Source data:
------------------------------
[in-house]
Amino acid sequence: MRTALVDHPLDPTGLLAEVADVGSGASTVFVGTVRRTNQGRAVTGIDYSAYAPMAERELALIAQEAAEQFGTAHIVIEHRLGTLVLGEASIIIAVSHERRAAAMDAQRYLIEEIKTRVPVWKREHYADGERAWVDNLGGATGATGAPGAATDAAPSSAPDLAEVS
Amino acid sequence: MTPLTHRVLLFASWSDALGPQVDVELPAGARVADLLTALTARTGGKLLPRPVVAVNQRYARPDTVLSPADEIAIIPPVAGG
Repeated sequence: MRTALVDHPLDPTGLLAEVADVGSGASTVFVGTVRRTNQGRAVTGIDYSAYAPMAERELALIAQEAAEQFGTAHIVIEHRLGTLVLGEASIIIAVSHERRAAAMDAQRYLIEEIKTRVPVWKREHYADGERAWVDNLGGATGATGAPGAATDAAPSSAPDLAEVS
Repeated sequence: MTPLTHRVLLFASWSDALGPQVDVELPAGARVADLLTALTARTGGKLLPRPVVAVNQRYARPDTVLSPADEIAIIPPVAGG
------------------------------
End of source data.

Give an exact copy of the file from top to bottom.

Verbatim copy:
[in-house]
Amino acid sequence: MRTALVDHPLDPTGLLAEVADVGSGASTVFVGTVRRTNQGRAVTGIDYSAYAPMAERELALIAQEAAEQFGTAHIVIEHRLGTLVLGEASIIIAVSHERRAAAMDAQRYLIEEIKTRVPVWKREHYADGERAWVDNLGGATGATGAPGAATDAAPSSAPDLAEVS
Amino acid sequence: MTPLTHRVLLFASWSDALGPQVDVELPAGARVADLLTALTARTGGKLLPRPVVAVNQRYARPDTVLSPADEIAIIPPVAGG
Repeated sequence: MRTALVDHPLDPTGLLAEVADVGSGASTVFVGTVRRTNQGRAVTGIDYSAYAPMAERELALIAQEAAEQFGTAHIVIEHRLGTLVLGEASIIIAVSHERRAAAMDAQRYLIEEIKTRVPVWKREHYADGERAWVDNLGGATGATGAPGAATDAAPSSAPDLAEVS
Repeated sequence: MTPLTHRVLLFASWSDALGPQVDVELPAGARVADLLTALTARTGGKLLPRPVVAVNQRYARPDTVLSPADEIAIIPPVAGG